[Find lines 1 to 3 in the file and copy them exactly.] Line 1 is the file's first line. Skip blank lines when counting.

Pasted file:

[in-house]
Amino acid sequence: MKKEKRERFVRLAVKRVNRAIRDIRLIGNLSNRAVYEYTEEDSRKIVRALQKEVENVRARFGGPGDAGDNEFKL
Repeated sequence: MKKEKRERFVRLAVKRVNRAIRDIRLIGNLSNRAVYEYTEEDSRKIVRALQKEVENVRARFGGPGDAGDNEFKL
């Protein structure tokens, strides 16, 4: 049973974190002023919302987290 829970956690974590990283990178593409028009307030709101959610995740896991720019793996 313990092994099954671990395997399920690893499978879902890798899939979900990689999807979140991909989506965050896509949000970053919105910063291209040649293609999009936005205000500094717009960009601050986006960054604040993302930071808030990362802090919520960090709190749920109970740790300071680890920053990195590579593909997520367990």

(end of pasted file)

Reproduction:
[in-house]
Amino acid sequence: MKKEKRERFVRLAVKRVNRAIRDIRLIGNLSNRAVYEYTEEDSRKIVRALQKEVENVRARFGGPGDAGDNEFKL
Repeated sequence: MKKEKRERFVRLAVKRVNRAIRDIRLIGNLSNRAVYEYTEEDSRKIVRALQKEVENVRARFGGPGDAGDNEFKL